The closer you look, the more you see

The closer you look, the more you see

Things are not always as they appear. Often a company’s role in creating a sustainable future is not clear at first glance, but a closer look shows its products are a key enabler of the transition.

Similarly, a company may not have the most world-changing products, but its practices – the ‘how’ it does things - are having a considerable positive impact on society. The Sustainable Growth pillar within our sustainable strategies looks for those underappreciated companies that we think have meaningful positive impact, even if it is not entirely obvious at first look.


One of the areas we continue to focus on is innovative and disruptive growth, which we believe is integral to addressing many of the sustainability challenges we face today. This can take various forms, although is often linked to the pace of technological growth. It is clear that electric vehicles and wind turbines alone will not secure a sustainable future – it is going to take much, much more. It will require strong innovation right through the value chain.


Technology is increasingly a vital enabler of many positive impact solutions. It can provide the essential components and infrastructure underpinning the green transition, meaning it can have both positive direct and indirect impact, the latter coming when products are used in downstream applications.


Semiconductors are a prime example. As the backbone of the connected world, we believe that semiconductor technology is an underappreciated force for good. Without it, there would be no internet or smartphones to connect us, or satellites to better understand our planet. There would be no electric vehicles, or advancement of medical technology that aid in the diagnosis and treatment of illnesses.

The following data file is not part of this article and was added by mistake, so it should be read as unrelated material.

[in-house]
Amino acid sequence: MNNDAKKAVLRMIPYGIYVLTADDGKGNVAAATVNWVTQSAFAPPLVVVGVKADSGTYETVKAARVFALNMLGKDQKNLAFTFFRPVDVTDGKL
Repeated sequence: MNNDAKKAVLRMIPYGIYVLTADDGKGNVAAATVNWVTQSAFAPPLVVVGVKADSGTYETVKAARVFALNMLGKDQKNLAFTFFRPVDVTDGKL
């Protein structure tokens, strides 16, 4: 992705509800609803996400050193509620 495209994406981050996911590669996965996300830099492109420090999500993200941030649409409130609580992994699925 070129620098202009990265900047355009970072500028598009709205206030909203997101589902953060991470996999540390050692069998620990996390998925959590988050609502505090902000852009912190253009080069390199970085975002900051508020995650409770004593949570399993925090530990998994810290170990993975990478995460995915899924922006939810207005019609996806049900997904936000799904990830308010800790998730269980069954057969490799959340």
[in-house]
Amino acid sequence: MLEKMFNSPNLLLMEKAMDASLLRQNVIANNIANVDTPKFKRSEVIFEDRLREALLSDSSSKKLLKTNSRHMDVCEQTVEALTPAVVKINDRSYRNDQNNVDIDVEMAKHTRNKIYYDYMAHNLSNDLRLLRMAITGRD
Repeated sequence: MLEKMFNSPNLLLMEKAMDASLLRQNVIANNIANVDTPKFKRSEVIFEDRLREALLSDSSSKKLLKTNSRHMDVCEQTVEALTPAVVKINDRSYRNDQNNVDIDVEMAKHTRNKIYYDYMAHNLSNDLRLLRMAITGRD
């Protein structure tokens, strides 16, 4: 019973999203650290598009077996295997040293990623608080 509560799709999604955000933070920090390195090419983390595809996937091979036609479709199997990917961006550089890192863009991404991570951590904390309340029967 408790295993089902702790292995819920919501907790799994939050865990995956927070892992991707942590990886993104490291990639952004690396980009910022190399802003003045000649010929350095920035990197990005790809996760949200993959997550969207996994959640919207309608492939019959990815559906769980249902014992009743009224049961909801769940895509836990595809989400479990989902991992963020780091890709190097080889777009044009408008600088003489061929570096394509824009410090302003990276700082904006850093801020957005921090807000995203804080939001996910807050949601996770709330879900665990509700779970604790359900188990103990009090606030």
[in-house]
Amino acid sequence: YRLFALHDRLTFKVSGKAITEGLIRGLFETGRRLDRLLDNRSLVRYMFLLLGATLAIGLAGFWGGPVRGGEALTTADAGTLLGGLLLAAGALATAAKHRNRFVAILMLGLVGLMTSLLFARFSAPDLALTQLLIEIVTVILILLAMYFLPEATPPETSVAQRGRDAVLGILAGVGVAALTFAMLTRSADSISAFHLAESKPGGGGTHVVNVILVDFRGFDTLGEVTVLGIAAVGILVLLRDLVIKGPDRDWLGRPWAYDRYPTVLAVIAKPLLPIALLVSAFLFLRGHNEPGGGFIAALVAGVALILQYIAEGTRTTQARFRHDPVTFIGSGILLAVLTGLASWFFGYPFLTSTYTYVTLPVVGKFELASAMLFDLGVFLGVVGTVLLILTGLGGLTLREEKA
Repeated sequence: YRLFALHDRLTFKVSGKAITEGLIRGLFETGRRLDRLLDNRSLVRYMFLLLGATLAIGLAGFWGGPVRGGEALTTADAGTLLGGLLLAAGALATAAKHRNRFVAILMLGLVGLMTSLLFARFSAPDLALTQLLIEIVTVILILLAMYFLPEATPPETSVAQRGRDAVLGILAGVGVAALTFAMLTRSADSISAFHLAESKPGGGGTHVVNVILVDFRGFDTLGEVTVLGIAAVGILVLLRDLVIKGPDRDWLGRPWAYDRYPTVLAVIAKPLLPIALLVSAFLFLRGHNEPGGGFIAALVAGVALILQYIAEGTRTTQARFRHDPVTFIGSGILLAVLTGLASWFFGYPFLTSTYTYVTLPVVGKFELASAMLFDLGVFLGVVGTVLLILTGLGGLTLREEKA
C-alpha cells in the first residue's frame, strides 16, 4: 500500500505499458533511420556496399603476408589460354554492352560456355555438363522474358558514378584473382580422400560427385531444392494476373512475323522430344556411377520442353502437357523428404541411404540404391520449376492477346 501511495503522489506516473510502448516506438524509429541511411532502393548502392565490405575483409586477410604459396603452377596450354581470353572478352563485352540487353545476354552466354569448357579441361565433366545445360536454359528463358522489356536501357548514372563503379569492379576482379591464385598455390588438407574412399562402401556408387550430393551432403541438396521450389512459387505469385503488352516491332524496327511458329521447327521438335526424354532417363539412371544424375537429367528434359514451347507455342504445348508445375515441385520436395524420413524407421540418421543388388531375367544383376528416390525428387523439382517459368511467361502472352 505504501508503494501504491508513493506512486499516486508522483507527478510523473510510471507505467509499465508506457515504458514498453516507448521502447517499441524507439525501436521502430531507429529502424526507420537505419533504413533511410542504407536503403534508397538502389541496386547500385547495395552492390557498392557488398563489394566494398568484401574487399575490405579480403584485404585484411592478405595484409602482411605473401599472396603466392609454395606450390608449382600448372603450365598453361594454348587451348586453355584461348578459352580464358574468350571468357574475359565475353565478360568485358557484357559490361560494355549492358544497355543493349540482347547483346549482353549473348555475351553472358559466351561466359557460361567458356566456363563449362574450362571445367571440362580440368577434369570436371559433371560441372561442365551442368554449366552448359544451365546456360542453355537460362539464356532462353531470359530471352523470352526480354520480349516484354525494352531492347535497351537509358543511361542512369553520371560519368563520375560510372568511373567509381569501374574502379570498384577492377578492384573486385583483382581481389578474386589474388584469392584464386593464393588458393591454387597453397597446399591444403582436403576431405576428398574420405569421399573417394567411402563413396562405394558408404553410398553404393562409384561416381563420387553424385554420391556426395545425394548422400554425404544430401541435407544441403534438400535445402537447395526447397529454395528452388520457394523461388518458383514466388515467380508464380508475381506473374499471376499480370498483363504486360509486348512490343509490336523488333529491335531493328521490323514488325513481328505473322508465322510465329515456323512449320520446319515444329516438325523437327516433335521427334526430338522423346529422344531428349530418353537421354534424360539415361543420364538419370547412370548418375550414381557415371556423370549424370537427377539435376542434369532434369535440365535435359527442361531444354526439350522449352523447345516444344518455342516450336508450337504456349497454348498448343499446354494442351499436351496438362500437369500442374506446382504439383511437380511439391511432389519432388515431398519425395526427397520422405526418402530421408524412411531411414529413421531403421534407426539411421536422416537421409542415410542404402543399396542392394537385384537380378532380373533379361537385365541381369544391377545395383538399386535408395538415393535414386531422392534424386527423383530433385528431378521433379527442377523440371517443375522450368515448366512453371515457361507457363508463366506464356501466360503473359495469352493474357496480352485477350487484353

Semiconductors are synonymous with technological development. They help make the world smarter, more efficient, and more interconnected. A trend that will only accelerate if the current pace of development in artificial intelligence continues.


Another focus of our sustainable growth pillar is the rapidly evolving field of gene sequencing. Advances here over the past couple of decades have made sequencing faster, cheaper and more efficient, making it more accessible for a wide variety of end uses. It now has applications as diverse as healthcare, agriculture, forensics, with benefits to many areas of sustainability from food production to biodiversity.


Oxford Nanopore is a key essential enabler in this area. The company makes a novel generation of DNA/RNA sequencing technology that is changing the way we live and work. They have designed a unique gene sequencing lab that is compact enough to fit in a suitcase. That suitcase can travel to the fields in Africa or rivers in Asia, and help to test the environment in real time, directly informing actions to address biodiversity challenges. Scientists can now carry a (relatively) inexpensive lab in their backpack.


Oxford’s aim is to “to enable the analysis of anything, by anyone, anywhere”. Their MinION device has made significant contributions to research, environmental monitoring, medicine, and food and water safety. Oxford have also combined their technology with another sustainable growth Company, Nvidia, to deliver the fastest ever human gene sequencing sample in just five hours (and receiving a Guinness World Record) – a great example of first and second order impact working together.


These examples both highlight areas where core, innovative products go on to have significant and far-reaching impacts on many other applications. That, in a nutshell, is exactly what we are looking for in our Sustainable Growth pillar.


You can read more on the philosophy behind our sustainable strategies in the Aegon Global Sustainable Equity strategy Sustainability Report.

Important disclosures

More about the authors

Georgina Laird Senior Responsible Investment Associate

Georgina Laird is a senior responsible investment associate responsible for analyzing and monitoring environmental, social and governance factors within the firm’s sustainability-themed equity and multi-asset mandates, and engaging with investee companies on a regular basis.

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